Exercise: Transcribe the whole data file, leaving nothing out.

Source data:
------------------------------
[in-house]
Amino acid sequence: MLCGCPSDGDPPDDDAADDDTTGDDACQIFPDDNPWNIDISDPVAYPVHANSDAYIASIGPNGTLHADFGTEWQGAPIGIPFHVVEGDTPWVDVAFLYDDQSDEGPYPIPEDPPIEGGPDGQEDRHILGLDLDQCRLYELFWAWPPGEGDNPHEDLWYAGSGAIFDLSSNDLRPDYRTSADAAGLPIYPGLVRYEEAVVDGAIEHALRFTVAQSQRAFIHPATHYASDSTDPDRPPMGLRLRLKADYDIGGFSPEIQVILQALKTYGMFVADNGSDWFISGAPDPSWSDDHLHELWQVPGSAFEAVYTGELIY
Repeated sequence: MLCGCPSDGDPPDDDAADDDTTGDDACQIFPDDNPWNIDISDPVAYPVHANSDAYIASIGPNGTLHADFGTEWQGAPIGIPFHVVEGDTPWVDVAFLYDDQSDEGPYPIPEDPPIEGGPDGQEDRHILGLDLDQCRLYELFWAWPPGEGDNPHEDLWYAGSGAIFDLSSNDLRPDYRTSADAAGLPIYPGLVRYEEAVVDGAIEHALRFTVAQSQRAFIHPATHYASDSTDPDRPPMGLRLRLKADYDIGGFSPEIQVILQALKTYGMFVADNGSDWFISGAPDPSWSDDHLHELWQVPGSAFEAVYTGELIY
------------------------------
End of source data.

[in-house]
Amino acid sequence: MLCGCPSDGDPPDDDAADDDTTGDDACQIFPDDNPWNIDISDPVAYPVHANSDAYIASIGPNGTLHADFGTEWQGAPIGIPFHVVEGDTPWVDVAFLYDDQSDEGPYPIPEDPPIEGGPDGQEDRHILGLDLDQCRLYELFWAWPPGEGDNPHEDLWYAGSGAIFDLSSNDLRPDYRTSADAAGLPIYPGLVRYEEAVVDGAIEHALRFTVAQSQRAFIHPATHYASDSTDPDRPPMGLRLRLKADYDIGGFSPEIQVILQALKTYGMFVADNGSDWFISGAPDPSWSDDHLHELWQVPGSAFEAVYTGELIY
Repeated sequence: MLCGCPSDGDPPDDDAADDDTTGDDACQIFPDDNPWNIDISDPVAYPVHANSDAYIASIGPNGTLHADFGTEWQGAPIGIPFHVVEGDTPWVDVAFLYDDQSDEGPYPIPEDPPIEGGPDGQEDRHILGLDLDQCRLYELFWAWPPGEGDNPHEDLWYAGSGAIFDLSSNDLRPDYRTSADAAGLPIYPGLVRYEEAVVDGAIEHALRFTVAQSQRAFIHPATHYASDSTDPDRPPMGLRLRLKADYDIGGFSPEIQVILQALKTYGMFVADNGSDWFISGAPDPSWSDDHLHELWQVPGSAFEAVYTGELIY